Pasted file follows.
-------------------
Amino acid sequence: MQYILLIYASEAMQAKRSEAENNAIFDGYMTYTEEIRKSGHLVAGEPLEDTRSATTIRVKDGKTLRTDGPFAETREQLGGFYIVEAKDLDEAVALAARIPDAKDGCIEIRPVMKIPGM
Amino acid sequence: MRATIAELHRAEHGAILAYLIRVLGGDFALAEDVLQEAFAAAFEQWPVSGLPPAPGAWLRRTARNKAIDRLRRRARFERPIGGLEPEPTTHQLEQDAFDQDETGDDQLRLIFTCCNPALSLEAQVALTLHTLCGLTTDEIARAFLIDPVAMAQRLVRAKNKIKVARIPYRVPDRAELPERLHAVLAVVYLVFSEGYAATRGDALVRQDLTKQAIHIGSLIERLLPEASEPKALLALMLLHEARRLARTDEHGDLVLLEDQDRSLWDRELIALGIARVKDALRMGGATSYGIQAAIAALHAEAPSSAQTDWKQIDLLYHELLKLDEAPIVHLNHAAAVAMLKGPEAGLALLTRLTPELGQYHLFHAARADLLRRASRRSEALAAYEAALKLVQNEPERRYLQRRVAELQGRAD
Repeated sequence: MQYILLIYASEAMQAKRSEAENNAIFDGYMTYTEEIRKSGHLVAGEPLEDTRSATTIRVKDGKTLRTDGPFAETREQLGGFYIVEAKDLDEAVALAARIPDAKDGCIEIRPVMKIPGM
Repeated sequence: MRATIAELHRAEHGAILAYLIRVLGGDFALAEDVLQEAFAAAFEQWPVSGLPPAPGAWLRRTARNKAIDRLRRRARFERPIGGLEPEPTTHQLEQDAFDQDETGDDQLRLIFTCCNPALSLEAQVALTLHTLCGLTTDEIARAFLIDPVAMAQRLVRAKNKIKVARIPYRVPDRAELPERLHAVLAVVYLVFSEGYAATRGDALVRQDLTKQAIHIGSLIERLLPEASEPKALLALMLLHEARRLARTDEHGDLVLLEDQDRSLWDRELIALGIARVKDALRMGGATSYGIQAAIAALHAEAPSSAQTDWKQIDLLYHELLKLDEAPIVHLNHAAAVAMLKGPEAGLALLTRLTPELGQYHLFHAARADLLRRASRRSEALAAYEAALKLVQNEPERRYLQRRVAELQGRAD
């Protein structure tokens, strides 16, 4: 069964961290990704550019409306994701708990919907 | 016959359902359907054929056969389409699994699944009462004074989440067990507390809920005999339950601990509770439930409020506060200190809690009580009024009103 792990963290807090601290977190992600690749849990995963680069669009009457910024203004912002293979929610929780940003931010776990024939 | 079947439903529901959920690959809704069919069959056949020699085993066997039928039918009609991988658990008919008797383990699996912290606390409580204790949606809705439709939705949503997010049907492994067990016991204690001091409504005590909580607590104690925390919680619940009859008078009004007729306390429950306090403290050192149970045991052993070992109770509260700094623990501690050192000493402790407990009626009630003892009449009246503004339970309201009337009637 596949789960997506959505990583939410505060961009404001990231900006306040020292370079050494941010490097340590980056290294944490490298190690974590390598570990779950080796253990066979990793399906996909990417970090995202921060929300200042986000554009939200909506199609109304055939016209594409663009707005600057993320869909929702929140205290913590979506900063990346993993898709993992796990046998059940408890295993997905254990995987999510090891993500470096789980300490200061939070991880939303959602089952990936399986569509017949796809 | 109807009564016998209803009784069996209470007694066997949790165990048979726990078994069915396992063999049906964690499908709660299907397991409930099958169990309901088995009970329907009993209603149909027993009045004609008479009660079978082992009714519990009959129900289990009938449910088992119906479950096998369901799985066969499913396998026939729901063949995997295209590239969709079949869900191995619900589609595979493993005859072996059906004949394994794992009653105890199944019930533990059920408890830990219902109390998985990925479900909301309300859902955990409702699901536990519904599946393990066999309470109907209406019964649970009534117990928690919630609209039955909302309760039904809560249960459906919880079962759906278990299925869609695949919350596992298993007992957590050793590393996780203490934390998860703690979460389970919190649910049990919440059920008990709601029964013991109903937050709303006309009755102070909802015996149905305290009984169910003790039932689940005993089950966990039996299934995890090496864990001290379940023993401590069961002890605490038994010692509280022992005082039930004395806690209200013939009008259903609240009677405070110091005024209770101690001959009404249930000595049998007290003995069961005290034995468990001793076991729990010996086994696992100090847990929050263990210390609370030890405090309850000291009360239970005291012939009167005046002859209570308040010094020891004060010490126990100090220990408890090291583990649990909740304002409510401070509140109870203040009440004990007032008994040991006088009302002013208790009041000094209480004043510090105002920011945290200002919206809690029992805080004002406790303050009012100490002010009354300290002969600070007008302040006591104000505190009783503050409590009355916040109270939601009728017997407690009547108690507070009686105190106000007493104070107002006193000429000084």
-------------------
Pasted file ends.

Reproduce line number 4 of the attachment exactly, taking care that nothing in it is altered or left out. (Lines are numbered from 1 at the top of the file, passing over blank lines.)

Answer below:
Repeated sequence: MRATIAELHRAEHGAILAYLIRVLGGDFALAEDVLQEAFAAAFEQWPVSGLPPAPGAWLRRTARNKAIDRLRRRARFERPIGGLEPEPTTHQLEQDAFDQDETGDDQLRLIFTCCNPALSLEAQVALTLHTLCGLTTDEIARAFLIDPVAMAQRLVRAKNKIKVARIPYRVPDRAELPERLHAVLAVVYLVFSEGYAATRGDALVRQDLTKQAIHIGSLIERLLPEASEPKALLALMLLHEARRLARTDEHGDLVLLEDQDRSLWDRELIALGIARVKDALRMGGATSYGIQAAIAALHAEAPSSAQTDWKQIDLLYHELLKLDEAPIVHLNHAAAVAMLKGPEAGLALLTRLTPELGQYHLFHAARADLLRRASRRSEALAAYEAALKLVQNEPERRYLQRRVAELQGRAD